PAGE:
LONDON (Reuters) – More than 10,000 ambulance workers across England and Wales will strike later this month over pay and conditions, the GMB union said on Tuesday, adding to widespread industrial action across Britain’s health service over the Christmas period.
The union said its members, including paramedics, emergency care assistants and call handlers, at nine regional ambulance services would walk out on Dec. 21 and 28.
Workers across a wide range of sectors are currently taking, or planning to take, industrial action in Britain as inflation outstrips wage increases, and with the economy likely already in a recession.
“The last thing they want to do is take strike action, but the government has left them with no choice,” GMB’s National Secretary Rachel Harrison said.
Two other trade unions, Unison and Unite, have also said that ambulance workers who are their members would strike on Dec. 21 over a pay dispute.
British health minister Steve Barclay said people should continue using online emergency services for urgent advice and to call the emergency number in life-threatening situations.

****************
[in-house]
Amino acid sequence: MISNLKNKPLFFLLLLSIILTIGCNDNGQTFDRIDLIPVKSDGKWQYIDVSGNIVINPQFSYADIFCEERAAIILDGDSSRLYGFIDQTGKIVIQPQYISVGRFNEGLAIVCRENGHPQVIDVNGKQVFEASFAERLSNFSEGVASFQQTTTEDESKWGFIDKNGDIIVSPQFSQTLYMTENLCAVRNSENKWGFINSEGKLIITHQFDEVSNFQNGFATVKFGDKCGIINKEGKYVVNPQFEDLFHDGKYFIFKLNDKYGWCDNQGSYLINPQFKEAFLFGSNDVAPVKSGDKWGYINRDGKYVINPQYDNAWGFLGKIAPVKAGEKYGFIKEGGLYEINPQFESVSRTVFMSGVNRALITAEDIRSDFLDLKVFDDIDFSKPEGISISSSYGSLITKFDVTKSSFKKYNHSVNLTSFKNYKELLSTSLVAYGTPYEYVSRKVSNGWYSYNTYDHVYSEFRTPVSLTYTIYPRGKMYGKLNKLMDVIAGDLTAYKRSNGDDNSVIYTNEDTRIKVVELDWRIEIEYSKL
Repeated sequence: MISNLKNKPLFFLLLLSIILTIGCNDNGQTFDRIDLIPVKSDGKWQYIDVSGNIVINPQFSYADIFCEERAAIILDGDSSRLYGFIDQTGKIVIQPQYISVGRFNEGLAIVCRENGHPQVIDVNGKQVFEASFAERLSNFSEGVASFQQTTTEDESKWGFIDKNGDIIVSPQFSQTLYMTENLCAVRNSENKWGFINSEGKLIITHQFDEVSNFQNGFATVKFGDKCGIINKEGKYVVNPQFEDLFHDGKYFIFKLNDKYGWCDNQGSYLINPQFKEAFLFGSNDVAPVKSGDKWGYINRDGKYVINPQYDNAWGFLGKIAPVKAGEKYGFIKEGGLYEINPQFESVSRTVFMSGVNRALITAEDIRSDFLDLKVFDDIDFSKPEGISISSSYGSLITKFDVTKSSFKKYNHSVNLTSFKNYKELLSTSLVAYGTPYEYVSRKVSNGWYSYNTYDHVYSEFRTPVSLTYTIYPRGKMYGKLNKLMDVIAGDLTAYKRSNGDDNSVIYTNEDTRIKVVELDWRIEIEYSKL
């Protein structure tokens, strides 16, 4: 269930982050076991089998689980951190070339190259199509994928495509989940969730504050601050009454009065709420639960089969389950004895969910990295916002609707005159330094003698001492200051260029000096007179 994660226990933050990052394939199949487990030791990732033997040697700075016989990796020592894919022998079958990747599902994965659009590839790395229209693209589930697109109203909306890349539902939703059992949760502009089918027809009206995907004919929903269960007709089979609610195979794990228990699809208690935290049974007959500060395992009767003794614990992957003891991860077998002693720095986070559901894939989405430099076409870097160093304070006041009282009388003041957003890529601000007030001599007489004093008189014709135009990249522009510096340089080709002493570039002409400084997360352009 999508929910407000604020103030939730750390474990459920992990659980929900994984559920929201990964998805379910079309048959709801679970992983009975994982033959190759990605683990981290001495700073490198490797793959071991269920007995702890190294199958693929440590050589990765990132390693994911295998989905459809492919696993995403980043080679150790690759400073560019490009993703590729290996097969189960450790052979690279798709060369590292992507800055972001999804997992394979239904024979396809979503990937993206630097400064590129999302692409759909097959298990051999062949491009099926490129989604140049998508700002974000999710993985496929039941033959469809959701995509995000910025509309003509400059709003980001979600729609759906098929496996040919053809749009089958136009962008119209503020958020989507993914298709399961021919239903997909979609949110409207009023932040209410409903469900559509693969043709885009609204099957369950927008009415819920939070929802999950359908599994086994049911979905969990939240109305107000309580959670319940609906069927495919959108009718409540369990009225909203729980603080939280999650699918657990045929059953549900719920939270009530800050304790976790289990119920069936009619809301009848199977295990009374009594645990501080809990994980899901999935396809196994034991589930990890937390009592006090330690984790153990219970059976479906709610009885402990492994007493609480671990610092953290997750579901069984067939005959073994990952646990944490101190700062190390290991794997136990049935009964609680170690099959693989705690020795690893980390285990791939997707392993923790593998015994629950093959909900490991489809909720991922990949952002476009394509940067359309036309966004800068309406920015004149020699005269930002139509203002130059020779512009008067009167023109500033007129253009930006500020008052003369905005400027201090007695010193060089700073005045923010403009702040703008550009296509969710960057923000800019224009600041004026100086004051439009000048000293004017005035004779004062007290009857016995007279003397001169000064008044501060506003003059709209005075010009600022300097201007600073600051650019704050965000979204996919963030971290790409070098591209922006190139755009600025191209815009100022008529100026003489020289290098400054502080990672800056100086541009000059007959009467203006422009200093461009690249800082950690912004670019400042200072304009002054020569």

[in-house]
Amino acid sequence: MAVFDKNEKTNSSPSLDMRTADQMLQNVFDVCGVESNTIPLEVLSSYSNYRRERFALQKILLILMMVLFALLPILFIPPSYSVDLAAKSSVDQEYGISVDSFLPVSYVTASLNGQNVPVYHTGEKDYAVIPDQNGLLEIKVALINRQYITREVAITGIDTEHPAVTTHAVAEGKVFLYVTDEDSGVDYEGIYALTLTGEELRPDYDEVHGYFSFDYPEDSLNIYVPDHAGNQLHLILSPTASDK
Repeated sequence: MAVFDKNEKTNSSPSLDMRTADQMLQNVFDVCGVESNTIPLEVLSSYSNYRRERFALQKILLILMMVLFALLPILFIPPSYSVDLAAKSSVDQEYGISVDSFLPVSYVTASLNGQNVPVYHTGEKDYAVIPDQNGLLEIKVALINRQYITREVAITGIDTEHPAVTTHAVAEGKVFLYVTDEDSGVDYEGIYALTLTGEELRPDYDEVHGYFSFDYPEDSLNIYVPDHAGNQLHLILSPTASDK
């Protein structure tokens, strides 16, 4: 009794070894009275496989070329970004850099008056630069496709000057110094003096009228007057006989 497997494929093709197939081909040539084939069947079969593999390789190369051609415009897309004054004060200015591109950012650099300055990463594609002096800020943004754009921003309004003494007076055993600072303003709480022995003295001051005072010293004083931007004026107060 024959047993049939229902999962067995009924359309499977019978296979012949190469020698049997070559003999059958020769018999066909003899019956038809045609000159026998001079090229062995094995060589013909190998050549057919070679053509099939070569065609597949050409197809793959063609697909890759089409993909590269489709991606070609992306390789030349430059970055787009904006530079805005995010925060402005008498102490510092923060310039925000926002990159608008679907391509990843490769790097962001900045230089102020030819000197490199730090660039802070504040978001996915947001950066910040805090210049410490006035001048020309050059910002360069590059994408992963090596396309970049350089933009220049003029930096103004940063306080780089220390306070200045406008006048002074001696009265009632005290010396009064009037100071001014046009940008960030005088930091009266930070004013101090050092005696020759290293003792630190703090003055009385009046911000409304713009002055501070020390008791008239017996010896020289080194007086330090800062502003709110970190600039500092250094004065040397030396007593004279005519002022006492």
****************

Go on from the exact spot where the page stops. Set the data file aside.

“Our priority is to ensure emergency services continue to operate for those who need it and limit disruption,” Barclay said in a statement.
Britain’s state-run National Health Service is already grappling with planned industrial action by thousands of nurses after the government refused to meet demands for pay hikes.
Chairman of the governing Conservative Party Nadhim Zahawi said on Sunday the government was looking at bringing in the military to help keep public services running if key workers took strike action.
(Reporting by Farouq Suleiman; editing by William James, William Maclean)
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